GENEVA -- The Audi R8, the automaker''s halo car, gets a major overhaul at the 2015 Geneva auto show. New from the ground up, the super coupe gets improved performance, new tech and even frickin' laser beams in its frickin' headlights.
The new R8's design is simpler and more geometric, borrowing heavily from thethat debuted last year in Geneva. However, the the first thing that I noticed about the 2017 Audi R8 is the reduced prominence of the vehicle's trademark "side blades" which sat just aft of the doors on the previous model. The contrasting color panels are sort of still there but are now broken up by the sculpted sheet metal and are no longer the massive focal point of the R8's profile.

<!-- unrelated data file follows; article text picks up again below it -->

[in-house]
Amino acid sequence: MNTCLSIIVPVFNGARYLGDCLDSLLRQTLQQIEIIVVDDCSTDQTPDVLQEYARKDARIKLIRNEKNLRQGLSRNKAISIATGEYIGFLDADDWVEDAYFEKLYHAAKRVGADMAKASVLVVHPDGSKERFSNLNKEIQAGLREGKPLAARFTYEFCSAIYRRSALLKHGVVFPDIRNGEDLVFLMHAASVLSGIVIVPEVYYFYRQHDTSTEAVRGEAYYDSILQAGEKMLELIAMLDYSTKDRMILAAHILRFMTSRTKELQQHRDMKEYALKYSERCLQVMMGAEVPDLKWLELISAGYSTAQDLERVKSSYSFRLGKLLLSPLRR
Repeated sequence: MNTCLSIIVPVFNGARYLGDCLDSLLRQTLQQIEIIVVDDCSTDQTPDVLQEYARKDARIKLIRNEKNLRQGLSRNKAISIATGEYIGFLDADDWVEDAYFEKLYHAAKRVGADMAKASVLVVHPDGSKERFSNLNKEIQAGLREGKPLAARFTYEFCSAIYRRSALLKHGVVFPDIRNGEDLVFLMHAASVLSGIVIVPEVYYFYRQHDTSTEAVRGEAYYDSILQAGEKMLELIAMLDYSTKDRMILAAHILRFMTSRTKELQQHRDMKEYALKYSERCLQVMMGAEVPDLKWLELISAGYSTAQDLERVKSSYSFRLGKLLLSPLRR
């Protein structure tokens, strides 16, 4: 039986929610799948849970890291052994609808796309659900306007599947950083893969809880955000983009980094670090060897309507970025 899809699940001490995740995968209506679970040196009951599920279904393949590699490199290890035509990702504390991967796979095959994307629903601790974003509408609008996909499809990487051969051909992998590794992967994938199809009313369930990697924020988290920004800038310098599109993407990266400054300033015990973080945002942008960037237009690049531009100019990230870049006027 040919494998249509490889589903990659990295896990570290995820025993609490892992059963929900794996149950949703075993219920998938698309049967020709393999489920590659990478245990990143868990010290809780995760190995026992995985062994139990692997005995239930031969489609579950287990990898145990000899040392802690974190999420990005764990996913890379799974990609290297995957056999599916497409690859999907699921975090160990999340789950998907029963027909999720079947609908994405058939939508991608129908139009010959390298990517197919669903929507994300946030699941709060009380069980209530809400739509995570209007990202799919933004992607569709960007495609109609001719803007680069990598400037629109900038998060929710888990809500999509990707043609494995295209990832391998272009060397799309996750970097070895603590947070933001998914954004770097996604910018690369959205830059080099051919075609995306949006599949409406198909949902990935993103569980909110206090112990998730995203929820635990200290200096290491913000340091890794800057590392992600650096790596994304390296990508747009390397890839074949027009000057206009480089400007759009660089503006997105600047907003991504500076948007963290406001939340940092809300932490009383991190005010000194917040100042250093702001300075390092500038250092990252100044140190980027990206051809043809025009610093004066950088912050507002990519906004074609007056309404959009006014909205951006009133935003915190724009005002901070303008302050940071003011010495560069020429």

My opinion of the look swayed wildly as I walked around the coupe. Viewed from some angles, the R8 looks a bit more generic than its more curvaceous predecessor, but overall I think the angular design is more menacing and more attractive.
Two V10 options
The 2017 R8 will be available in two trims: V10 and V10 Plus. Both models are powered by an amidships mounted 5.2-liter, 10-cylinder engine, but differentiate themselves where power is concerned. The standard model is good for a stated 540 ponies while the Plus outputs 610 horsepower. The models twist their crankshafts to the tune of 398 and 413 pound-feet, respectively.